Death by Committee II

After reading my previous post, someone asked me:

I’m curious — without getting into specifics of which publishing house
and such, what were some of the reasons cited for any potential deal
being killed? Were they just nervous about bringing out a book that’s very
pop culture-oriented?

Here’s the jacket copy, describing what THE MAN WITH THE IRON-ON BADGE is about:

Harvey Mapes is a twenty-nine-year-old security guard who spends his nights in a guard shack outside a gated community in Southern California, reading detective novels, watching TVLand reruns, and waiting for his life to finally start . . . which happens when Cyril Parkus, one of the wealthy residents, asks Harvey to follow his beautiful wife Lauren.

The lowly security guard jumps at the opportunity to fulfill his private eye fantasies and use everything he’s learned from Spenser, Magnum, and Mannix. But things don’t exactly go according to the books . . . or the reruns.

As  Harvey fumbles and stumbles through his first investigation, he discovers that the differences between fiction and reality can be deadly.
With the help of his mortgage-broker neighbor and occasional lover Carol,  Harvey uncovers a
blackmail plot that takes a sudden and unexpectedly tragic turn . . . plunging him into a world of violence, deception, and murder . . . and forcing him to discover what it really takes to be a private eye.

So many editors liked it and were enthusiastic about it. I can’t tell you
how many times I celebrated, certain we’d just sold it… and then, the
committee would weigh in. The biggest problem the "committees" had with the book was
how to categorize it. Is it a mystery? Is it a satire? Is it too dark? Is it too funny? Is it a PI novel or…what, exactly?

Some found it too funny and not dark enough…and humor doesn’t sell. (Let’s not mention Carl Hiaasen or Janet Evanovich, shall we?) Some found it too  dark and not broad enough for a comedy (I found out the hard way how badly broad, comic novels sell… I refer you to MY GUN HAS BULLETS and BEYOND THE BEYOND). Some found it  too much of a private eye novel…and PI novels aren’t selling.  Some found it not enough of a private eye novel… because PI novels are really selling.  And some didn’t think the story was "big" enough, whatever the hell that means.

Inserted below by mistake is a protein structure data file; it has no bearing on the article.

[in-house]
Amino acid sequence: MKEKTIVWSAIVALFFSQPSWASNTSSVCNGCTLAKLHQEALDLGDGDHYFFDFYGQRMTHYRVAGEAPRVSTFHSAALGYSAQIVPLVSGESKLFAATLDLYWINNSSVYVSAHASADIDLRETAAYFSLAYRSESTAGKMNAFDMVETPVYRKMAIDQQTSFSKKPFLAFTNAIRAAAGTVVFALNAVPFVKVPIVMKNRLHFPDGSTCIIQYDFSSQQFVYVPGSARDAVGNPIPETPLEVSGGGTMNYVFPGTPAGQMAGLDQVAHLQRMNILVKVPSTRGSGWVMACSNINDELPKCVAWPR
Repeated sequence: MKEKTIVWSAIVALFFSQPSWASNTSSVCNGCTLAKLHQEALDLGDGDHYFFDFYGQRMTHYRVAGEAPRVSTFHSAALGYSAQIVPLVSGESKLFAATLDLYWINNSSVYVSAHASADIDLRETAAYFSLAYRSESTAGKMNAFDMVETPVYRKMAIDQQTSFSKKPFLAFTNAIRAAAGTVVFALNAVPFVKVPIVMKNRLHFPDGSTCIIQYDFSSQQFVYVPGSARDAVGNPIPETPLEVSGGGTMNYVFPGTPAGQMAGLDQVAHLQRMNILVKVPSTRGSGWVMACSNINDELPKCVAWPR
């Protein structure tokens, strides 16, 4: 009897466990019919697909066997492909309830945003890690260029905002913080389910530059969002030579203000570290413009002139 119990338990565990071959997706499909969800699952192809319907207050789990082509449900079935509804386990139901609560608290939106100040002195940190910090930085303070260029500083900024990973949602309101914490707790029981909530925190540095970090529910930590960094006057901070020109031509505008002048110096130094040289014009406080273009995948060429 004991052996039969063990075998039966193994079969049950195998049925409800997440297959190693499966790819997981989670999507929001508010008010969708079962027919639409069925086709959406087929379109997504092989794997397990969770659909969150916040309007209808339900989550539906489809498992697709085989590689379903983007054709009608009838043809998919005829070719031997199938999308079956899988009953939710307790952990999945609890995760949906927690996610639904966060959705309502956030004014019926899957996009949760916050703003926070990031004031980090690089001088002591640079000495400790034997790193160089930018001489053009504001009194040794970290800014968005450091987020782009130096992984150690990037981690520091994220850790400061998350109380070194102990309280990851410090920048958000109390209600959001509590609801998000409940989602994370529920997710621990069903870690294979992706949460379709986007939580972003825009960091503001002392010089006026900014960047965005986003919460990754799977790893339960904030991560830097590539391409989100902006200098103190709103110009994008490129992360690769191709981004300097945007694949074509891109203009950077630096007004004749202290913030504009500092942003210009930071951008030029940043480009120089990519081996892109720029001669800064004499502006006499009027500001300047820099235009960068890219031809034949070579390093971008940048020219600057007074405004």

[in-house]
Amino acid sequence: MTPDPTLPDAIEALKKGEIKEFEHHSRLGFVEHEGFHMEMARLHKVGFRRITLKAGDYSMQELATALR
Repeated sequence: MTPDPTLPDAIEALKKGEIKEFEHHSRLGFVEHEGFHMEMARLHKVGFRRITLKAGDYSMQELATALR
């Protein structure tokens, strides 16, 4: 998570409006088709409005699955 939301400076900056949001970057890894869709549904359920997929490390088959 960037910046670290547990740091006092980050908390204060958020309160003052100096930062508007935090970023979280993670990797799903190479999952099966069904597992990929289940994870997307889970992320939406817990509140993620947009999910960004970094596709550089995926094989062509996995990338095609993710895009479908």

But ultimately, I guess it wasn’t an easy book to fit into any pre-set genre or category. We came soooo close at a couple of major houses…but, alas,  it was not to be. But the process ate up two years.

That said, I am very happy to be at Five Star.  As you can see from LITTLE GIRL LOST, MEMORIAL DAY and ASK A DEAD MAN,  they are putting out some terrific books (and finally getting the wider notice they deserve).  And they’re not just doing mysteries, either…they also have  robust romance and western lines as well.

4 thoughts on “Death by Committee II”

  1. To a novice like me, this seems stupid as hell. All the sub-genres are thrown on the shelf together at Borders or wherever under the catch-all “mystery” category anyway. A shopper picks up the book, reads the back, then knows more-or-less what he/she is in for. Reviewers will call it whatever they want in reviews anyway. Letting a good book go because they don’t know how to label it seems lazy and silly.

  2. I’m experiencing much the same thing with my narrative nonfiction history of the Benedict Arnold expedition to Quebec in 1775. At first they thought it was a biography of Major Colburn my ancestor, which it is, but it the context of a great American military event. Translation: a biography of no one they’d heard of.
    The screenplay I wrote before the book met this response fron Zide/Perry: “We’re afraid they won’t know who Bendict Arnold IS.
    I changed the title and included chapters for which Colburn was not involved and sent it out again. Oxford turned it down. Historian David Hackett Fischer said to send it to the New England Genealogical Society. For them it wasn’t genealogy it only had some in the appendix. They didn’t do stories. You get the idea. Local Maine publishers said it wasn’t national. National ones said it was local.
    The historian who oversaw a historic site nomination I wrote about our house and the event decided he might like to write about this story himself, so, with my manuscript in hand as part of the nomination, he fired off a proposal to his agent and two years later I get wind of the sale to St. Martin’s. I’ll be watching what he wrote closely.

  3. I think comic mysteries are a hard sell because they are generally not that funny, not that mysterious. It’s a strange hybrid that seldom works. (It also doesn’t help that most of the ones I’ve read haven’t been very well written.)
    The essential problem is that the two elements work against each other: if you’re laughing, you’re not in suspense; if you’re in suspense, you’re not laughing.
    Now if you *could* make it work, and I think Lee has as good a shot as anyone, I think you’d have something.
    But it’s definitely a tough area to stake out for yourself as a writer.


Leave a Comment